Fortifying cybersecurity defenses remains a work in progress for many organizations, but many have yet to commit to the necessary resources to the effort, reveals research from CompTIA, the Downers Grove, Ill.-based nonprofit association for the information technology (IT) industry and workforce.
A Q3 2022 study of technology and business professionals involved in cybersecurity feel that their company’s cybersecurity is satisfactory, according to CompTIA’s “State of Cybersecurity,” meanwhile a much smaller number rank the situation as “completely satisfactory.” Nearly everyone feels that there is room for improvement.
“Companies are aware of the threats they face and the potential consequences of an attack or breach,” said Seth Robinson, vice president, industry research, CompTIA, in a statement. “But they may be underestimating their exposure and how much they need to invest in cybersecurity. Risk mitigation is the key, the filter through which everything should be viewed.”
Issues driving cybersecurity
Two of the top three issues driving cybersecurity considerations are the growing volume of cybercriminals, cited by 48% of respondents, and the growing variety of cyberattacks (45%). Additionally, ransomware and phishing have quickly become major areas of concern as digital operations have increased and human error has proven more costly.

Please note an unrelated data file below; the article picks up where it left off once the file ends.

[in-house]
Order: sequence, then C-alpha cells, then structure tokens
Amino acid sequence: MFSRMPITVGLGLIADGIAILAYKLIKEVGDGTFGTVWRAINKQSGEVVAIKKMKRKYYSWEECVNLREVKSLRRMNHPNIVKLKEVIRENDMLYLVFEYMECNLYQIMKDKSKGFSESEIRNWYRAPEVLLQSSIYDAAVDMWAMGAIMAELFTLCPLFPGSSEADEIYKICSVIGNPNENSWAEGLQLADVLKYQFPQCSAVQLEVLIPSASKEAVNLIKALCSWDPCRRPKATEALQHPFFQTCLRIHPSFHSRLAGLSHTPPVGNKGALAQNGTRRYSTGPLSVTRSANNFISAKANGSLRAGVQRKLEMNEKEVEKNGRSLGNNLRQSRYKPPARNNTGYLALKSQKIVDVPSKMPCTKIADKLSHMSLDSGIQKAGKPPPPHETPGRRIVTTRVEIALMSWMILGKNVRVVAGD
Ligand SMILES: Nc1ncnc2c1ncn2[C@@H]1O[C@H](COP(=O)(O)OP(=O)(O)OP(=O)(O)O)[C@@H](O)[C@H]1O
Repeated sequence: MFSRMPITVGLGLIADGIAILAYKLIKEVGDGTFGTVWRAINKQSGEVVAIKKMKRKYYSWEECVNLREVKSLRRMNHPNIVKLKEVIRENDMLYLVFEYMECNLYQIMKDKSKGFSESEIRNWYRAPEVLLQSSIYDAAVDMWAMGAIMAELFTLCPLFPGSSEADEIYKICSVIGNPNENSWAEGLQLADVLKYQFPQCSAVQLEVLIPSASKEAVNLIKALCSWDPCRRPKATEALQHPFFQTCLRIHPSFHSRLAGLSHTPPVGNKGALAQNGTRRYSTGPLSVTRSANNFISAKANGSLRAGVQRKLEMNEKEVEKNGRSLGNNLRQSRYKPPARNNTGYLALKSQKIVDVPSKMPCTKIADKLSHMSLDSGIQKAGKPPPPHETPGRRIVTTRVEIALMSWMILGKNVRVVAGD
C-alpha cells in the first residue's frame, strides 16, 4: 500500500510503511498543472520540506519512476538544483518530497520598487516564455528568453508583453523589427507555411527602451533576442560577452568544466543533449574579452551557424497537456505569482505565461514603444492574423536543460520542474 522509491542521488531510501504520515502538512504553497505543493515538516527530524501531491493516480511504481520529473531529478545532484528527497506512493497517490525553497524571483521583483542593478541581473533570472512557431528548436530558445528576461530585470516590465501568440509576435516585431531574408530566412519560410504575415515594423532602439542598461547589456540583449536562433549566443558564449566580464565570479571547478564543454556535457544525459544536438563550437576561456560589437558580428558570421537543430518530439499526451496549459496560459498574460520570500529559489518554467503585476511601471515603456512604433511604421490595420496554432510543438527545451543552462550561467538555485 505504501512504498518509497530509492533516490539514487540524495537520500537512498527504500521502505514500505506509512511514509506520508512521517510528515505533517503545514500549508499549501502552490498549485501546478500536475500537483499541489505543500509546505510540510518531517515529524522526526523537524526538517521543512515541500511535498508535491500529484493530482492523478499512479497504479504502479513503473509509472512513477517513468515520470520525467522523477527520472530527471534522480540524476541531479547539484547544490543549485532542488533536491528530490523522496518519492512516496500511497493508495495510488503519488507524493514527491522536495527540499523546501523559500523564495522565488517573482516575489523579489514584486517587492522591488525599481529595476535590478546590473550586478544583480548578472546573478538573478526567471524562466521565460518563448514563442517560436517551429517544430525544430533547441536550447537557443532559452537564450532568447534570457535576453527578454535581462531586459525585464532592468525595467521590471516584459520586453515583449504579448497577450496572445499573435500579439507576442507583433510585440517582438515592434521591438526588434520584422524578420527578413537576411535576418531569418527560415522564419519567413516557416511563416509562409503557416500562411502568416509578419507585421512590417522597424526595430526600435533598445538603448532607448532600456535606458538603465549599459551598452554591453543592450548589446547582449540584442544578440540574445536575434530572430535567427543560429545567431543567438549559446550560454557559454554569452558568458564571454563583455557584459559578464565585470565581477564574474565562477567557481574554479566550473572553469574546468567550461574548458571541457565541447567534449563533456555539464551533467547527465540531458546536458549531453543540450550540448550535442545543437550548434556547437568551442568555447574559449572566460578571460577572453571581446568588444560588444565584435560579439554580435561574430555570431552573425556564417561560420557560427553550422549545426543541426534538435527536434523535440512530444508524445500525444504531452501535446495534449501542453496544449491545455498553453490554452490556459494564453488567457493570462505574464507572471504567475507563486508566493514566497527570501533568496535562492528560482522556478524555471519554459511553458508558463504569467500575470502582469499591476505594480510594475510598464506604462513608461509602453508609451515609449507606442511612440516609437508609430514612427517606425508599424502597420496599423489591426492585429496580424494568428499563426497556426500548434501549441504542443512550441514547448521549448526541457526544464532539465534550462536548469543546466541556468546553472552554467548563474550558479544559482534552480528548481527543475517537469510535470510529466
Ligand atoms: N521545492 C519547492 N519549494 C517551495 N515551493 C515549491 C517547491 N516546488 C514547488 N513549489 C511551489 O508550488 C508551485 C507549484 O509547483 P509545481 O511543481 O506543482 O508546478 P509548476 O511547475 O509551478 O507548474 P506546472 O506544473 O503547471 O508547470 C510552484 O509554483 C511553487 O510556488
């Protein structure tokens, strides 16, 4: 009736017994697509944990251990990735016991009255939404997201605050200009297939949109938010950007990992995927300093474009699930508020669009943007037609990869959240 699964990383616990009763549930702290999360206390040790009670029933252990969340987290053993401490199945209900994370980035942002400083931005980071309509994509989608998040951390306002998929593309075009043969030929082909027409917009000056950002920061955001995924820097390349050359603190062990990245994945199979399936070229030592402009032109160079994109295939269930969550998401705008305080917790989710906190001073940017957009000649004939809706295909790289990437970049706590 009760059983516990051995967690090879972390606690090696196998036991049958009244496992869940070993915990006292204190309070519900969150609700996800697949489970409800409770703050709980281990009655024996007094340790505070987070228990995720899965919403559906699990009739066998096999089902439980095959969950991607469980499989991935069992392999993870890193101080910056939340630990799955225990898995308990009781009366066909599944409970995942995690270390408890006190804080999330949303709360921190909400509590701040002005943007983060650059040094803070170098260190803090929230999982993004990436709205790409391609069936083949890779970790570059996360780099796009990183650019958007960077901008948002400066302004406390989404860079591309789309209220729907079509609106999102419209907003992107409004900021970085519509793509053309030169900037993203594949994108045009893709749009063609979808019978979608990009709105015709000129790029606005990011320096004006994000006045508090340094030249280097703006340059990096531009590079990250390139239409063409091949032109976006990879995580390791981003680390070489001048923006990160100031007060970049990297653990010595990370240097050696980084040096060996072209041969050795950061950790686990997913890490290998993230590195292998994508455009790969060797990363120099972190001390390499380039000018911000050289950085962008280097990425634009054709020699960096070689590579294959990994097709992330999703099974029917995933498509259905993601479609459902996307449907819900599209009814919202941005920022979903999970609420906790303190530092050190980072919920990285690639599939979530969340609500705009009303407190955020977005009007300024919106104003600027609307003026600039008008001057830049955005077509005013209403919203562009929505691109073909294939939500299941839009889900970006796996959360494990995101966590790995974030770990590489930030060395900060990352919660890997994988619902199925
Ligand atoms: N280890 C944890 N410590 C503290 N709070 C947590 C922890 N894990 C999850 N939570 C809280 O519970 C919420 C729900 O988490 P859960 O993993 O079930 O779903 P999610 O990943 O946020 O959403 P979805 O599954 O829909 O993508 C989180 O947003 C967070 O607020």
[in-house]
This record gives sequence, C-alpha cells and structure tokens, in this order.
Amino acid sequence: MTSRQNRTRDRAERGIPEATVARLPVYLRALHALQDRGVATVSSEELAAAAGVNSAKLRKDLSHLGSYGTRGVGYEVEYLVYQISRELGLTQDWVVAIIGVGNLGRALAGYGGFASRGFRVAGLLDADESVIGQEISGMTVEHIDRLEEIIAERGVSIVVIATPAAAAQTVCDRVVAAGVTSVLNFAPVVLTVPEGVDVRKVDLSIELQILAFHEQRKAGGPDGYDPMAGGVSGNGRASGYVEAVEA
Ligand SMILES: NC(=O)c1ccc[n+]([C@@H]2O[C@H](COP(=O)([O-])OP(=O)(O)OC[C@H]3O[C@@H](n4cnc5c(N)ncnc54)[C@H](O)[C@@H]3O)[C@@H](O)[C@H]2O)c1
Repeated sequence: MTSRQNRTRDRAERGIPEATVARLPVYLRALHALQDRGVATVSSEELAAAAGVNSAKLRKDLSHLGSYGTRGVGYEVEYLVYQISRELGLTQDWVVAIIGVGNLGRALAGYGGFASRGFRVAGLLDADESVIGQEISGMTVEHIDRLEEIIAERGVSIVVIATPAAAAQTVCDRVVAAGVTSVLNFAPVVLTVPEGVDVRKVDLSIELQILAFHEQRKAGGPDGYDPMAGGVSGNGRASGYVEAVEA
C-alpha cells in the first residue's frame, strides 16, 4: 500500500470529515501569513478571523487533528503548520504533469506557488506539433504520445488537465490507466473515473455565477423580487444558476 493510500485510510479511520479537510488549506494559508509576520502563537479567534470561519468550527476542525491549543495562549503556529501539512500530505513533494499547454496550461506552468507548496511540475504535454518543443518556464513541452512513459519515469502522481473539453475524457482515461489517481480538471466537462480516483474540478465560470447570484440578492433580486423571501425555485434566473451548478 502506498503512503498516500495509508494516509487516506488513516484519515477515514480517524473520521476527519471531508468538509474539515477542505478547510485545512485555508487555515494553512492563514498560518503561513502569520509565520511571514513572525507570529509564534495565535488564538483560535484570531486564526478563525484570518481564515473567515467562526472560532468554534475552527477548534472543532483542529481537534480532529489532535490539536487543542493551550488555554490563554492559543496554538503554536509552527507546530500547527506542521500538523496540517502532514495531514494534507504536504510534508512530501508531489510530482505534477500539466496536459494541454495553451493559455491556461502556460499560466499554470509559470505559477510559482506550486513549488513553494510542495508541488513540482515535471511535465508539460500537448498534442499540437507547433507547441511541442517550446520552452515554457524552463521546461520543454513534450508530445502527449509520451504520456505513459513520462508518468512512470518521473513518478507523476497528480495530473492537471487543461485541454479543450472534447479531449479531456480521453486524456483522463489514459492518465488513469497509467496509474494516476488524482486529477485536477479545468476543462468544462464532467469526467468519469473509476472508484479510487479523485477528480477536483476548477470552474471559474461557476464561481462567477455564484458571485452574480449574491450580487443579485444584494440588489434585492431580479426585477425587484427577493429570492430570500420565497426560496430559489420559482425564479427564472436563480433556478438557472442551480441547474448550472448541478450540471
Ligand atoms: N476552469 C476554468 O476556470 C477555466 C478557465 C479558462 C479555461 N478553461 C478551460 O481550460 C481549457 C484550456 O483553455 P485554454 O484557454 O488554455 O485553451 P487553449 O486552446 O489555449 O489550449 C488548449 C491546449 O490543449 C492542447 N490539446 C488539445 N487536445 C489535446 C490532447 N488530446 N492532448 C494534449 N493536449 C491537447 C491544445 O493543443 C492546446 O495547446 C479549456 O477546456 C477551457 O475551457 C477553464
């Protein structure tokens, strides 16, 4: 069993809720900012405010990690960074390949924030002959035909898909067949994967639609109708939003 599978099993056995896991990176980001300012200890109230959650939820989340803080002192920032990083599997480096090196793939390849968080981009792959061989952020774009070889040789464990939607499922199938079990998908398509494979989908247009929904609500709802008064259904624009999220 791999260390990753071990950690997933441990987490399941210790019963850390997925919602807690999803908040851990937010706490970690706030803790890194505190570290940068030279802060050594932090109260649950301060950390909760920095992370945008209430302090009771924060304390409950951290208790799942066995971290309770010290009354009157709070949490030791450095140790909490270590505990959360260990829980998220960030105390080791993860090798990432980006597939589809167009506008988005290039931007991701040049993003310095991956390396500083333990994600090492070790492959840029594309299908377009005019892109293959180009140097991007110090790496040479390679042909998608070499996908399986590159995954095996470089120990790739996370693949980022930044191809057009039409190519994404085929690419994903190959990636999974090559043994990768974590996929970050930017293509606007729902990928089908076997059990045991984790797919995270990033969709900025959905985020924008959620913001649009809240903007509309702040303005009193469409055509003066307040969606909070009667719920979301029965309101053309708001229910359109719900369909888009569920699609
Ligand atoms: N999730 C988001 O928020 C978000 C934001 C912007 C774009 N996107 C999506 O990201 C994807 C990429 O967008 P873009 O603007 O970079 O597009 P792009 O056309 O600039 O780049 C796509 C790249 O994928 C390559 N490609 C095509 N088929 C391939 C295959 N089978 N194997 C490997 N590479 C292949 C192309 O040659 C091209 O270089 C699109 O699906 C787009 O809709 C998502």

“Digital transformation driven by cloud and mobile adoption requires a new strategic approach to cybersecurity, but this poses significant challenges, both tactically and financially,” Robinson said. “As IT operations and strategy have grown more complex, so has the management of cybersecurity.”
As cybersecurity is more tightly integrated with business objectives, zero trust is the overarching policy that should be guiding modern efforts, though its adoption will not take place overnight because it requires a drastically different way of thinking and acting. The report suggests there is small progress in recognizing a holistic zero trust approach, but better progress in adopting some elements that are part of an overarching zero trust policy. Multifactor authentication is in place at 46% of companies and cloud workload governance at 41%. Among other changes in organizations’ approach to cybersecurity:
- 43% of companies have placed a higher priority on incident response,
- 39% are deploying a more diverse set of technology tools, with SaaS monitoring and management tools making a substantial jump in adoption,
- 38% are increasing their focus on process improvements,
- 37% are shifting to more proactive measures, and
- 36% are expanding employee education.
Adopting a total zero-trust philosophy, including setting specific, strategic objectives will address many problems companies face, says CompTIA, but there are substantial hurdles to overcome, such as closing the communications gap that exists between the technology and business sides of organizations. The overall rate of business staff participation is too low for a business-critical function. Nearly half (47%) of small businesses have the CEO or owner as part of the cybersecurity chain compared to 37% of mid-sized firms and 27% of large enterprises. In addition, companies are struggling to address technical skill needs, such as threat knowledge, network security and data analysis.